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In this essay, the healthcare system of the United States of America will be compared to that of Japan. Both healthcare systems have their strengths and weaknesses. The following are the strengths of Japan's healthcare system;
The government dictates the costs of the healthcare system in Japan. This means that the government is responsible for controlling hospital expenses unlike in some countries (TEFL Articles, 2016).
Patients have the freedom to choose a hospital of their choice and the medical experts who should attend to them. Unlike in some countries, medical care is not delayed in Japan. This freedom allows the patient to choose a hospital that suits them.
The payment of physicians is the same as a standard procedure. Therefore, all physicians are at the same level provided that they are performing the same procedure (Yamauchi, 1999).
In Japan, patients are always advised on the best drugs that they should take based on their medical condition. Dental care is also covered by the government of the country, and this makes it possible for the citizens to afford the medical care (TEFL Articles, 2016).
Despite the numerous strengths of the healthcare system in Japan, it has the following weaknesses;
The government does not cover delivery. Health exams are also not covered, and since some of them tend to be expensive, it becomes difficult for the citizens in the middle and low-income class to afford them (Yamauchi, 1999).
The healthcare system of this country uses the most expensive equipment. Prescribed drugs are also expensive, and this affects the overall economy of the nation since the government covers some of the expenses (Yamauchi, 1999).
In Japan, patients are encouraged to stay at hospitals for an extended period of up to 40 days. This tends to interfere with their routine activities especially if they recover earlier than the expected period. In Japan, home nursing is not available, and this is the primary reason why patients are required to stay at the hospital for a long period if their condition is critical.
The healthcare system of the United States of America is one of the most advanced in the world. Its strengths are discussed below;
Insurance allows patients to receive high-quality medical services that improve their health. This healthcare system provides one of the best quality services in the world (TEFL Articles, 2016).
Detailed research characterizes the healthcare system in this country. This research is aimed at improving the nature of the healthcare so that the quality of services provided can also continue to be high (Cebul, Rebitzer, Taylor, & Votruba, 2008).
The United States of America has employed many physicians to minimize the risk of inadequate health care providers.
The weaknesses of the healthcare system in the United States of America include the following;
To obtain high-quality services, patients must have health insurance. Research shows that insurance does not cover half of the population in the country, and this risks their medical condition (TEFL Articles, 2016).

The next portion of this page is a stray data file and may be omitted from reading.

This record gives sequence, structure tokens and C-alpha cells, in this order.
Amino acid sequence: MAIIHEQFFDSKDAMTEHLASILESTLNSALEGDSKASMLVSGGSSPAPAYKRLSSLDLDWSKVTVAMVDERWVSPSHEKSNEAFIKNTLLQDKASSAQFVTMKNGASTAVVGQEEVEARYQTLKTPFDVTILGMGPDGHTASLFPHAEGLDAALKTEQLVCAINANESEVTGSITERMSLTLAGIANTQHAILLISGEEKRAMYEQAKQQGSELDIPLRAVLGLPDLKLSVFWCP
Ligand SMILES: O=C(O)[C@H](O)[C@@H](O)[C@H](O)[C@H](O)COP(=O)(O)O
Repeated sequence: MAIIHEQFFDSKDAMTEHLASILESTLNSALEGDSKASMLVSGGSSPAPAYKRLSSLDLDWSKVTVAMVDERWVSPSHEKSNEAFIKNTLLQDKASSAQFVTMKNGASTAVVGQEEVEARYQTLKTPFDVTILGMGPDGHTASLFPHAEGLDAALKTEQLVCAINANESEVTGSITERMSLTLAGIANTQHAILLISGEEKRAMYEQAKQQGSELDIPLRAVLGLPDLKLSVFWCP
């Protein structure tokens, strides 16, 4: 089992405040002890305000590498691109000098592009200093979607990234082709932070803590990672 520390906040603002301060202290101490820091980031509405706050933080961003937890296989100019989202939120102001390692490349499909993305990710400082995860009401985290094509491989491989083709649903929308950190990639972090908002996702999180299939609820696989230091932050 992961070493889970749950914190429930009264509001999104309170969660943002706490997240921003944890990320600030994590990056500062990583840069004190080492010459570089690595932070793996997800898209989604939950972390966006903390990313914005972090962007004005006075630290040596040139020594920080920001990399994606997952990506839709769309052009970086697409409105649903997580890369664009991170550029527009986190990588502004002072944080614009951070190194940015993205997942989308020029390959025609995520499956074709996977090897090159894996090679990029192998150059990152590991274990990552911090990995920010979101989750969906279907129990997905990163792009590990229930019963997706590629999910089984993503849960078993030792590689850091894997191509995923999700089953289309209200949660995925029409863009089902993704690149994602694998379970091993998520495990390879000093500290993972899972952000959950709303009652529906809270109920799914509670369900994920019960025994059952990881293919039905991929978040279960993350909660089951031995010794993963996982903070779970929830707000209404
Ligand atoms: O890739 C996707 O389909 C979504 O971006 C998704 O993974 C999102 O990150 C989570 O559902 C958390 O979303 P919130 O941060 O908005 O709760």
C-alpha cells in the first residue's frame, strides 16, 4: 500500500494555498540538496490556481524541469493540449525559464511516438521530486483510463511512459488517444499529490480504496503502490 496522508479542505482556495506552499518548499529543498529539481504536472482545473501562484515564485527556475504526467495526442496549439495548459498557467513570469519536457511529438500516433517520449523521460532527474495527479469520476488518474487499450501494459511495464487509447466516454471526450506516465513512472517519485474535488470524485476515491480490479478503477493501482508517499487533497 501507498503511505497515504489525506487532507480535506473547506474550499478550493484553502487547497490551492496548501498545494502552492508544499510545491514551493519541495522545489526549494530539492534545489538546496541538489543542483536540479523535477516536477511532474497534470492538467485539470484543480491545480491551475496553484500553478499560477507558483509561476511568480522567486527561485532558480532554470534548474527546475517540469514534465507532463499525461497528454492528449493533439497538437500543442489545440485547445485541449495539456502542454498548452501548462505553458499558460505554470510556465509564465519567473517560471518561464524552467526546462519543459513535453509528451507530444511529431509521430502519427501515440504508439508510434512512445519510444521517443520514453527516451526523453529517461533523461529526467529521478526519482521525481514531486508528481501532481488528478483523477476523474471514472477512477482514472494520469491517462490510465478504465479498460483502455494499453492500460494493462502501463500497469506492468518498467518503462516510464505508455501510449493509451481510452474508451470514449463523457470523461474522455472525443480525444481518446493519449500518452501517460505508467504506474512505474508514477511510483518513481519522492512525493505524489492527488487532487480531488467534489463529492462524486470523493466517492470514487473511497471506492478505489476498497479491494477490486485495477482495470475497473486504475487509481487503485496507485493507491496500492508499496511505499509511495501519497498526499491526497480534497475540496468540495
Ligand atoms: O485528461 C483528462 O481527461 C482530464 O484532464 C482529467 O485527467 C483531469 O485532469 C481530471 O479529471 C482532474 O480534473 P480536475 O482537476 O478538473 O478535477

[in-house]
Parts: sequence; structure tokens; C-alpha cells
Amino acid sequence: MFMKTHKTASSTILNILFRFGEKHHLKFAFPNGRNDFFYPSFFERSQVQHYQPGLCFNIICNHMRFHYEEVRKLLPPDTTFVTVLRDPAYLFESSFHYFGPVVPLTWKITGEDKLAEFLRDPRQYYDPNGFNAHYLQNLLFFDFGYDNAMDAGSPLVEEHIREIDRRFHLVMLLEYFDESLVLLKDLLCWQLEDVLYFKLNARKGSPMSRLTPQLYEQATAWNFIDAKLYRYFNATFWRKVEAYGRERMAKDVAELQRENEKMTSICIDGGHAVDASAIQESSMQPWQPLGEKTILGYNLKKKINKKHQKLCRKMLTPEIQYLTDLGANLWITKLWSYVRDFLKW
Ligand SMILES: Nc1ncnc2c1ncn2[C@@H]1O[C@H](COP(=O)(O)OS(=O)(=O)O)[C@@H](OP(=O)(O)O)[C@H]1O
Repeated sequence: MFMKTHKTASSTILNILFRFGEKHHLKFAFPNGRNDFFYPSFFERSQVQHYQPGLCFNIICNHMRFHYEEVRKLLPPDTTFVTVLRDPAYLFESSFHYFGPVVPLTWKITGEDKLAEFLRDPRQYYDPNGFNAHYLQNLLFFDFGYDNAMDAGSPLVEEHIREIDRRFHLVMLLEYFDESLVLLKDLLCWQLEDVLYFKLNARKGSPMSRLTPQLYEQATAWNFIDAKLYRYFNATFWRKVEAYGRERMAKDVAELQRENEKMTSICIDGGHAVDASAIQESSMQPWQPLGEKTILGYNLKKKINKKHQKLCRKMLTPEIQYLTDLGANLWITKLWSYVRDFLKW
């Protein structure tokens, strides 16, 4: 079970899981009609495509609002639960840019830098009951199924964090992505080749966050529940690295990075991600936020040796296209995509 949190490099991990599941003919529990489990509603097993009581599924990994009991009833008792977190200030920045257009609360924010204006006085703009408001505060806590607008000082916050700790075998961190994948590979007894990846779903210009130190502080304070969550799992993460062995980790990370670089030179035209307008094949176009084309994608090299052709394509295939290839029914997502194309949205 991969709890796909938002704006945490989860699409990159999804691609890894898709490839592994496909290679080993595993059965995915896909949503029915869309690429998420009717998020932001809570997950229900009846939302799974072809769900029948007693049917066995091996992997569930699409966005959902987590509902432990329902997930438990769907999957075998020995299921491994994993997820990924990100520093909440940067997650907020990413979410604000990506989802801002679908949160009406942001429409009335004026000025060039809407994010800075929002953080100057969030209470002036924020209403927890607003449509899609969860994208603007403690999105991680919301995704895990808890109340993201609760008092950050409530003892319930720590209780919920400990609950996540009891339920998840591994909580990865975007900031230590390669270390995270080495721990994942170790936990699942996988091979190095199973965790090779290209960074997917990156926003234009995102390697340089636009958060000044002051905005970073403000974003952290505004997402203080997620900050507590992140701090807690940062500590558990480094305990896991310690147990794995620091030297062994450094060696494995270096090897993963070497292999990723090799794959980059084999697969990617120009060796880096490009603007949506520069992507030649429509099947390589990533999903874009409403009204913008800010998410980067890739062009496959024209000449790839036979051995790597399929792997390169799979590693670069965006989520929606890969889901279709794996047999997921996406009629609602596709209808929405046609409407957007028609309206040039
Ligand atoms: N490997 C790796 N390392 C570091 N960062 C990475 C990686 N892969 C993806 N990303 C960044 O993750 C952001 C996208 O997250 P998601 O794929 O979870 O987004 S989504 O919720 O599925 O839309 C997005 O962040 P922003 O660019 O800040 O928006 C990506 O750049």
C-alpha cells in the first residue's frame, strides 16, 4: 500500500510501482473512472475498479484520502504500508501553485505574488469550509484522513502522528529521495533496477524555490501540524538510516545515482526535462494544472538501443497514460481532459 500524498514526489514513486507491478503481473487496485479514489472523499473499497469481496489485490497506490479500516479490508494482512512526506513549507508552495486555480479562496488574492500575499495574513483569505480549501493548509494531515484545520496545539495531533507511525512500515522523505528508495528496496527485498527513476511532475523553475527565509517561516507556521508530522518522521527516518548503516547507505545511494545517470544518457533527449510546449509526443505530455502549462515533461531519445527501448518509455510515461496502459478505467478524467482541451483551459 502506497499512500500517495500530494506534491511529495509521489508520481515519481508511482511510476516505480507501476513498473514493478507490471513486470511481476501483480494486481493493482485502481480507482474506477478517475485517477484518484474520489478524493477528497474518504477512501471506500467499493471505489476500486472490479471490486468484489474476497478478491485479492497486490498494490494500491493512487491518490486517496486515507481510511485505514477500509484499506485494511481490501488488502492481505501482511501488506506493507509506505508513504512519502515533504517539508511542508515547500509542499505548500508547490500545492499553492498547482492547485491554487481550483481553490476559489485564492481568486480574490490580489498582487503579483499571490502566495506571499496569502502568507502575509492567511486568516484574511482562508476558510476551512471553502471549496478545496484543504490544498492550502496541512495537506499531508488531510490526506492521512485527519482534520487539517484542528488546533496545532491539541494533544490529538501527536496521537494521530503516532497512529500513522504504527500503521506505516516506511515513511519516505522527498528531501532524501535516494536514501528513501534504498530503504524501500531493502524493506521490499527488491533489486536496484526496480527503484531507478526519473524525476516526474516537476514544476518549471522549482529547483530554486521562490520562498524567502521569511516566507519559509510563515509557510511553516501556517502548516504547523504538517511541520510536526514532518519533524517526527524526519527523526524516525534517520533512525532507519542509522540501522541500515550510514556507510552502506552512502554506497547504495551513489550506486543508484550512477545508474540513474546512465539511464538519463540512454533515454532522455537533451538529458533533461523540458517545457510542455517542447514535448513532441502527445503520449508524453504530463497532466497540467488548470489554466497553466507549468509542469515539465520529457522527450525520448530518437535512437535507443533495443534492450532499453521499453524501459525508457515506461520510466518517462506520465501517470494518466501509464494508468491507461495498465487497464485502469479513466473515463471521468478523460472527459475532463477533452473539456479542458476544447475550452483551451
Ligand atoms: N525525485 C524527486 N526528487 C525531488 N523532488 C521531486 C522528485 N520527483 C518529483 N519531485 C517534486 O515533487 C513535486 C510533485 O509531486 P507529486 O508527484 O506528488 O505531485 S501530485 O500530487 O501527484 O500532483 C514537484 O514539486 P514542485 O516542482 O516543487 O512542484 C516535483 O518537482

Unlike in Japan, the cost of medical care in this country per person is very expensive (Cebul et al., 2008).
The outcomes of medical services in this country are poor compared to those of Japan. This is despite the fact that U.S. employs many specialists compared to these countries (TEFL Articles, 2016).
Those who pay small charges are targeted by the healthcare system of the country especially when it intends to cover for uninsured payers in the country.
Comparison of Healthcare Access between Japan and America
The healthcare system of Japan is concerned with the health of children and pregnant women. This is because they are not charged especially for checkup services. The number of free checkups is unlimited, and this encourages both kids and pregnant women to visit medical institutions regularly. Infants are seen for free especially when their medical condition is at risk. The country is also considered with the individuals who are unable to receive medical insurance (Yamauchi, 1999). The government of the country has come up with a system that covers the medical care of the uninsured citizens in the country.
In the United States of America, the cost of programs that are concerned with the health of children is low. Retired individuals in the country are covered by the government primarily when a medical emergency occurs (Cebul et al., 2008). The country has also designed several low-cost departments that provide health care to individuals who are not employed. The primary difference between the healthcare system of the United States of America and that of Japan is the insurance that patients are required to have for them to receive medical coverage.
Coverage for Medication in America and Japan
The US healthcare system pays for the patients who are not insured using Medicaid, military, Veterans Administration, Medicare, or Native American programs. High-quality services are provided for individuals with good insurance. The Affordable Care Act (ACA) ensures that the health insurance coverage is mandatory for every US citizen. Additionally, the insurer must justify increasing the rates by more than ten percent to the policyholder.
The government of Japan covers the employer-purchased insurance and controlling the healthcare expenditures. Several insurance plans are offered which are financed using mandatory deductions from payrolls, patient co-payments, and taxes. The patients will freely choose their insurance provider, and the insurer will get their premiums using a national uniform rate and method that is agreed upon by a council made of citizens, insurers, and providers. There is equitable excess as a consistent fee schedule and price ceiling set by the government controls price increases. The Japan coverage is universal, and prescription drugs and dental care are also covered (Taylor and Cooper, 1994).